Notes on time and causality

A collection of philosophical essays on the subject of causality, determinism and time in general

Appendix

Table of M and W

  M W
Kantian equivalent World as we perceive it World as it is
Characteristic Fragmented Unified
Mode of perception Dogmatic Empirical
Defined by Causality Entropy
Time structure Chain Graph

Note that M is unified in some sense, since M obeys common principles, while W does not obey any principles. But W is unified in a much deeper way - the more chaotic and unstructured a given arrangement is, the more everything is connected to everything else, while our Mental world is fragmented in the sense that you can easily view a given part of it by itself.

Rules of life

Don’t focus too much to particular interpretations of reality and to the aspect of reality which is ultimately known as based on them - practice empirical thinking.

Don’t mind mistakes - anything worth doing is worth doing poorly.

Don’t compare things in terms of quantity, instead, compare them in terms of quality - buying more stuff will not bring you closer to happiness, just like living longer years will not bring you closer to immortality.

Short history of causality, determinism and time

~-500 - Zeno of Elea points out the issues with the concept of continuity and the way it clashes with our everyday notion of time in his famous set of paradoxes.

In a race, the quickest runner can never over­take the slowest, since the pursuer must first reach the point whence the pursued started, so that the slower must always hold a lead. (as recounted by Aristotle, Physics VI:9, 239b15)

~-520 - Heraclitus points out the allusive nature of the causal chain and its connection with the idea of the self

We both step and do not step in the same rivers. We are and are not. Moreover, we step into and out of the river as different beings.(B49a)

~360 Zeno of Citium, the original founder of Stoicism, had a simple but powerful idea of the causal chain - every event has a cause, and that cause necessitates the event and that given exactly the same circumstances, exactly the same result will occur.

It is impossible that the cause be present yet that of which it is the cause not obtain.

~300 Euclid publishes his Elements - one of the first and most famous axiomatic (formal) systems, showing how a very complex deterministic system can be developed from a very small set of rules using inductive reasoning.

~ 210 - Sextus Empiricus nailed it with his critique on inductive reasoning, positing that a universal rule could not be established from an incomplete set of particular instances:

When they propose to establish the universal from the particulars by means of induction, they will effect this by a review of either all or some of the particulars. But if they review some, the induction will be insecure, since some of the particulars omitted in the induction may contravene the universal; while if they are to review all, they will be toiling at the impossible, since the particulars are infinite and indefinite.

1687 - Isaac Newton published his Principia Mathematica one of the most fundamental scientific papers ever where he:

“Principia…” laid down the idea that later became central for all of physics, except quantum physics (i.e. classical physics) - the idea that the world can be modelled using a set of formal walls, a-la Euclid’s postulates.

Absolute space, in its own nature, without regard to anything external, remains always similar and immovable. Relative space is some movable dimension or measure of the absolute spaces; which our senses determine by its position to bodies: and which is vulgarly taken for immovable space … Absolute motion is the translation of a body from one absolute place into another: and relative motion, the translation from one relative place into another …

1739 - 40 - David Hume publishes A Treatise of Human Nature, most famous for his critique of induction (resembling that of Sextus Empiricus) and lays down the groundwork for the modern views on the topic of causality, insisting that (while completely valid) the connections we make using the concept of cause and effect are subjective and imaginary.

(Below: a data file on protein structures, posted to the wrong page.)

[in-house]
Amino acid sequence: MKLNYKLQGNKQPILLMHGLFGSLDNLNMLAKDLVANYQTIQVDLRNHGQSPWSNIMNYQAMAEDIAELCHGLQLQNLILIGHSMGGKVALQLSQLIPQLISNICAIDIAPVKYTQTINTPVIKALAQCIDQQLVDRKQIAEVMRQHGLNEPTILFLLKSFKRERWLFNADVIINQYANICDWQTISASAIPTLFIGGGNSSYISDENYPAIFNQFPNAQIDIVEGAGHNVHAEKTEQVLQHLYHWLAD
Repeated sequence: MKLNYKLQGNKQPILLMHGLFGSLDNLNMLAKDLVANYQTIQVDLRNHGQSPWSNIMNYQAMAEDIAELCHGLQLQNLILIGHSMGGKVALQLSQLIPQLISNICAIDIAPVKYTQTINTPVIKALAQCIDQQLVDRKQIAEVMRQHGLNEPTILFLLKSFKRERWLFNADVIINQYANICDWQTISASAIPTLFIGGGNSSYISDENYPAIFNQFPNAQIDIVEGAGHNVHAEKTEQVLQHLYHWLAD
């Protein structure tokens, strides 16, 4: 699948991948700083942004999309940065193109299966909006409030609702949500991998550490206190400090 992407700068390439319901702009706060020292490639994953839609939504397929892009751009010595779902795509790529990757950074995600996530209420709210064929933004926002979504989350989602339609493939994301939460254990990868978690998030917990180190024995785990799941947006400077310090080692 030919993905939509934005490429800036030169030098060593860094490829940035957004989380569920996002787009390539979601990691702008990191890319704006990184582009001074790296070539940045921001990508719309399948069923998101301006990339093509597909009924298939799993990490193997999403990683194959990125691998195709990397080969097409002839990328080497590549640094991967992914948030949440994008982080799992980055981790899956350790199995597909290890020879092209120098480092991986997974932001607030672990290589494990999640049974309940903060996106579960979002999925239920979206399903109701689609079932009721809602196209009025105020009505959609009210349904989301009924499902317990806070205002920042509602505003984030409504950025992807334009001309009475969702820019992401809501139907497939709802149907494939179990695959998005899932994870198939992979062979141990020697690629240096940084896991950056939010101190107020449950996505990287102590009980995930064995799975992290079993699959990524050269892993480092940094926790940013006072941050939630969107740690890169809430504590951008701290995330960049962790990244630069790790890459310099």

This deficiency in our ideas is not, indeed, perceived in common life, nor are we sensible, that in the most usual conjunctions of cause and effect we are as ignorant of the ultimate principle, which binds them together, as in the most unusual and extraordinary. But this proceeds merely from an illusion of the imagination; and the question is, how far we ought to yield to these illusions. This question is very difficult, and reduces us to a very dangerous dilemma, whichever way we answer it. For if we assent to every trivial suggestion of the fancy; beside that these suggestions are often contrary to each other; they lead us into such errors, absurdities, and obscurities, that we must at last become asham’d of our credulity.

On Newton:

While Newton seemed to draw off the veil from some of the mysteries of nature, he showed at the same time the imperfections of the mechanical philosophy, so agreeable to the natural vanity and curiosity of men; and thereby restored her ultimate secrets to that obscurity, in which they ever did and ever will remain.

1781 - Immanuel Kant reads Hume’s treatise and decides to refute it, an effort which results in probably the most serious work on the subject of causality, “The Critique of Pure Reason”. In it, Kant says that causality cannot be the result of experience, because it enables experience and plunges in a multidisciplinary investigation to discover what it actually is while refuting Newton’s notion of absolute time in the process.

Now let us proceed to our problem. That something happens, i.e., that something or a state comes to be that previously was not, cannot be empirically perceived except where an appearance precedes that does not contain this state in itself; for a reality that would follow on an empty time, thus an arising not preceded by any state of things, can be apprehended just as little as empty time itself. Every apprehension of an occurrence is therefore a perception that follows another one. Since this is the case in all synthesis of apprehension, however, as I have shown above in the case of the appearance of a house, the apprehension of an occurrence is not yet thereby distinguished from any other. Yet I also note that, if in the case of an appearance that contains a happening I call the preceding state of perception A and the following one B, then B can only follow A in apprehension, but the perception A cannot follow but only precede B. E.g., I see a ship driven downstream. My perception of its position downstream follows the perception of its position upstream, and it is impossible that in the apprehension of this appear­ ance the ship should first be perceived downstream and afterwards upstream. The order in the sequence of the perceptions in apprehension is therefore here determined, and the apprehension is bound to it. In the previous example of a house my perceptions could have begun at its rooftop and ended at the ground, but could also have begun below and ended above; likewise I could have apprehended the manifold of em- pirical intuition from the right or from the left. I n the series o f these perceptions there was therefore no determinate order that made it nec- essary when I had to begin i n the apprehension in order to combine the manifold empirically. But this rule is always to be found in the percep- tion of that which happens, and it makes the order of perceptions that follow one another (in the apprehension of this appearance) necessary.